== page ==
Ten tips to lower your federal income tax bill before 2021 ends

It's the last week of the year, which means it's your last chance to save big on taxes. By donating to charities or changing your investments, you could save thousands in tax liability.

Here are 10 end-of-the-year tax tips, courtesy of TurboTax CPA and tax expert Lisa Greene-Lewis:

1. Defer bonuses
If your hard work paid off and you expect a year-end bonus, this extra money may bump you up to another tax bracket and increase the amount of taxes you owe, according to Greene-Lewis. To avoid that, you may want to consider delaying the extra income until the beginning of next year, Greene-Lewis says.

Fed signs off on 3 mergers, but several still remain in limbo

First Citizens and CIT may find relief in their green light, but for other banks such as Old National, the wait is not over.

The Federal Reserve on Friday signed off on three proposed bank mergers: Connecticut-based Webster Bank’s $5.1 billion all-stock acquisition of Sterling Bancorp; Delaware-based WSFS Financial’s $976.4 million purchase of Pennsylvania’s Bryn Mawr Trust; and the $2.2 billion merger between First Citizens BancShares and CIT Group.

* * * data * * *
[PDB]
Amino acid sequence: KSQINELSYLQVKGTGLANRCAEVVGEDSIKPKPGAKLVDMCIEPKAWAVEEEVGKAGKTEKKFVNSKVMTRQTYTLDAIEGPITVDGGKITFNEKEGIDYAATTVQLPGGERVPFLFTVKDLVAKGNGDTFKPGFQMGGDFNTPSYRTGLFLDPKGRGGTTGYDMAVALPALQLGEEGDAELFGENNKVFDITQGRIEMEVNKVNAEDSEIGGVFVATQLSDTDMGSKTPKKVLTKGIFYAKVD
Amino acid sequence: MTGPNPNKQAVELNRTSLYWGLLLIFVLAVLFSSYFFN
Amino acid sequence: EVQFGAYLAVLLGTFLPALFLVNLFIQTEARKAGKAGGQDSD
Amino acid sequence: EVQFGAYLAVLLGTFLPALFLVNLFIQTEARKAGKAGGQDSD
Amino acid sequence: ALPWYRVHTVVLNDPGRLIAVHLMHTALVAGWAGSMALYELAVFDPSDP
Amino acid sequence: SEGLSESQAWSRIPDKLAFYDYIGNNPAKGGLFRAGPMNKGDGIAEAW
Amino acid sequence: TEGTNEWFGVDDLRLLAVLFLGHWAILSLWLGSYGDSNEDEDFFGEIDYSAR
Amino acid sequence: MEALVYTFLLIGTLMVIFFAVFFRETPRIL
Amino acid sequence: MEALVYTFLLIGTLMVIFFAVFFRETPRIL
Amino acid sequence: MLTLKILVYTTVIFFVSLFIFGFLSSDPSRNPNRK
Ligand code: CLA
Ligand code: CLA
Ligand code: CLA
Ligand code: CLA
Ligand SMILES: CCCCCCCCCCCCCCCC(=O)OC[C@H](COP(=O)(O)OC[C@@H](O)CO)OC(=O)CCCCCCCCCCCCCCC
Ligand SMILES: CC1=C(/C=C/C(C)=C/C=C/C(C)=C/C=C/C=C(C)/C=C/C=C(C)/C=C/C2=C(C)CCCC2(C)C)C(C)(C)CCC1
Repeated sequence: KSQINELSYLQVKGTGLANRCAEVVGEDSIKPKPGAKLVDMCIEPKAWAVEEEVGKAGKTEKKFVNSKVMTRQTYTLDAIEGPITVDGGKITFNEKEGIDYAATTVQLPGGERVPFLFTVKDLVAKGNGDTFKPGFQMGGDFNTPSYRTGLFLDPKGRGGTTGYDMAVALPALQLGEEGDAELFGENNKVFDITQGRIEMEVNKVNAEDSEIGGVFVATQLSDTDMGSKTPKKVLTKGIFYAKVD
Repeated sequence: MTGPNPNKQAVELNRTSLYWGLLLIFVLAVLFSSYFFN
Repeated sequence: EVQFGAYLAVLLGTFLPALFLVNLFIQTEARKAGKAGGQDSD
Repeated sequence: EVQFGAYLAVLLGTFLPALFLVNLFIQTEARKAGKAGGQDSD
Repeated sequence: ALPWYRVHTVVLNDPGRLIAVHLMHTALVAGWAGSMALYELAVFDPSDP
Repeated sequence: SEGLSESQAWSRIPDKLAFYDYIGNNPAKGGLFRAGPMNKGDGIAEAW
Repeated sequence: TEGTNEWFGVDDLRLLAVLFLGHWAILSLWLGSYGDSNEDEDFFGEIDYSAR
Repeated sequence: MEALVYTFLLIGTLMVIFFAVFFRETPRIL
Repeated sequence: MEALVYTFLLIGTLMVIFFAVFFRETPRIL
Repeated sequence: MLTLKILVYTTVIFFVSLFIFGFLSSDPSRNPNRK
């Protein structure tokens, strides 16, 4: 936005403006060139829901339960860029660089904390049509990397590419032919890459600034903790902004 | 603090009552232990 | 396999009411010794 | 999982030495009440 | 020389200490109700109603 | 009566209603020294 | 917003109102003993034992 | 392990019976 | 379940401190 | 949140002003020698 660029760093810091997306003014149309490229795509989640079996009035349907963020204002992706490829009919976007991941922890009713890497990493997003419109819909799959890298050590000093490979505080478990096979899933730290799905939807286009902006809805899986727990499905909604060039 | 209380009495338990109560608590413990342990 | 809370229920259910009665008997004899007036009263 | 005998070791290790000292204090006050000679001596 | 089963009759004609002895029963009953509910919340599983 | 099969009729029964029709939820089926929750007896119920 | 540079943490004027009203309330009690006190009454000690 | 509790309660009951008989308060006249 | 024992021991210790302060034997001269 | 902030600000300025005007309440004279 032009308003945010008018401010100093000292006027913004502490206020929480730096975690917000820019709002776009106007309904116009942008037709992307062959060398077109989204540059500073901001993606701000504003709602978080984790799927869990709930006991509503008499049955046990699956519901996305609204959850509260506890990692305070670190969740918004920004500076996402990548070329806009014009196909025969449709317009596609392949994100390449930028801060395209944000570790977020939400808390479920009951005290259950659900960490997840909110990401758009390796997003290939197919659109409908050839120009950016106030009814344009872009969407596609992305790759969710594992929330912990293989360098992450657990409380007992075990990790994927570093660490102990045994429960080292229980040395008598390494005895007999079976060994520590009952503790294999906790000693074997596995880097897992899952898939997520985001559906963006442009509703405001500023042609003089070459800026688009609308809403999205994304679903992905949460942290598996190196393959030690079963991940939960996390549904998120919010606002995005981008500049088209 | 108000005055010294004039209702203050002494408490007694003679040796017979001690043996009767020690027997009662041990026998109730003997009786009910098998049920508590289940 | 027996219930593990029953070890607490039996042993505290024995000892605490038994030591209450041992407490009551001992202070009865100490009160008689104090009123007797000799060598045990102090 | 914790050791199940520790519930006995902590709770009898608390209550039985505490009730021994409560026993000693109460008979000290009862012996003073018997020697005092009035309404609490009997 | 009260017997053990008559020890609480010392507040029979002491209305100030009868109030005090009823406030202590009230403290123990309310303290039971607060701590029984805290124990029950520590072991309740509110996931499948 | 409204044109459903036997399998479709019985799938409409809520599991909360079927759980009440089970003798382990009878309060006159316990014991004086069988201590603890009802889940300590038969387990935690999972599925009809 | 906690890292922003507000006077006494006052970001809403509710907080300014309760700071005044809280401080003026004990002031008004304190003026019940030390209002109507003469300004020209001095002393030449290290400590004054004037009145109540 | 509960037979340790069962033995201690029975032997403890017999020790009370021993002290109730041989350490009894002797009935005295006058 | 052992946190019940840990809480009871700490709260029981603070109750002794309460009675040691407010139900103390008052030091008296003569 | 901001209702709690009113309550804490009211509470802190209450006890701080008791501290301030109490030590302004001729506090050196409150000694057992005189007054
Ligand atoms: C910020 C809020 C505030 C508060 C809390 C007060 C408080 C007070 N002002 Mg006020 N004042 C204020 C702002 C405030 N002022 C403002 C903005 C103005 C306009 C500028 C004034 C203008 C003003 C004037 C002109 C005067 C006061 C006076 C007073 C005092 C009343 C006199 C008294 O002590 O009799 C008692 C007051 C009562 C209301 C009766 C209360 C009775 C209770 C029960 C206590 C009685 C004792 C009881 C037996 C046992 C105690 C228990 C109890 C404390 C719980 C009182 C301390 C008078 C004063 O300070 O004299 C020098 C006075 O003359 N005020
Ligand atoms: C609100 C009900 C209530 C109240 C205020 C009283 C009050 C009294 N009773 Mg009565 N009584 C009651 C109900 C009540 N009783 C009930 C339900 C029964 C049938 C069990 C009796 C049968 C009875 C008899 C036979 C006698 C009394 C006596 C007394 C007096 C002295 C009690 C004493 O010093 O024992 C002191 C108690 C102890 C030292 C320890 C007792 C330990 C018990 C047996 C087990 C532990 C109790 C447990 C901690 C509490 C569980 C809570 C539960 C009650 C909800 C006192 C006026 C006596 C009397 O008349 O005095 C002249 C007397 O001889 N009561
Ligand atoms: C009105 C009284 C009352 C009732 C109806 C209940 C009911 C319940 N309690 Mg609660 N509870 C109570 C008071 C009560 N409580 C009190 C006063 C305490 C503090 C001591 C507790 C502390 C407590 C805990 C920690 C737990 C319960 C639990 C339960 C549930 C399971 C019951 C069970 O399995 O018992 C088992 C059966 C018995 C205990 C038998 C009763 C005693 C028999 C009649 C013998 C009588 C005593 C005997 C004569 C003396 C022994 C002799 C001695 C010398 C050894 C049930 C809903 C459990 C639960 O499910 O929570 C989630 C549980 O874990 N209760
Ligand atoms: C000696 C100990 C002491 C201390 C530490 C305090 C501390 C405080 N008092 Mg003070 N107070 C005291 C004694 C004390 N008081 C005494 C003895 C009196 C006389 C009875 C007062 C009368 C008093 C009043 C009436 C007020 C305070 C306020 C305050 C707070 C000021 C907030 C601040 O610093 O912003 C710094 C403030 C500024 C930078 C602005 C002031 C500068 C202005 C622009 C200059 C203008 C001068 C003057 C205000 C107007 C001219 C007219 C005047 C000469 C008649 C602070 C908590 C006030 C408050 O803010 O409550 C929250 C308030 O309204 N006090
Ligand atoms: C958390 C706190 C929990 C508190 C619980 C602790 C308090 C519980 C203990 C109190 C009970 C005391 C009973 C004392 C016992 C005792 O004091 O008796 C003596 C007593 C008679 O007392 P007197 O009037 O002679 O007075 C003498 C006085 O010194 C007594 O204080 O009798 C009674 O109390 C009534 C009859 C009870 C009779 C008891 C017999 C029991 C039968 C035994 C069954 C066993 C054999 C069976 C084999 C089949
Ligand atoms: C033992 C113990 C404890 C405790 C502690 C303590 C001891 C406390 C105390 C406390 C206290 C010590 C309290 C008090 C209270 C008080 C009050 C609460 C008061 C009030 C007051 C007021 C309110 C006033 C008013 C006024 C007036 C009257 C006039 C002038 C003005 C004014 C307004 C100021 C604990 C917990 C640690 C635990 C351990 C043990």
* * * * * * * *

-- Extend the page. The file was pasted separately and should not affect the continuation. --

The approvals come at a time when the lack of a green light — particularly from the Fed — has delayed a number of deals. When First Citizens and CIT announced their proposed tie-up in October 2020, the banks estimated it would be complete in the first half of this year. The Fed and the Federal Deposit Insurance Corp. (FDIC) in January each extended their public comment period on the merger "in light of the ongoing challenges from the coronavirus." That, in turn, pushed the expected completion time frame to Oct. 15. 

Alternative Financial Service Providers Association
315 Tuscarora St., Lewiston, NY 14092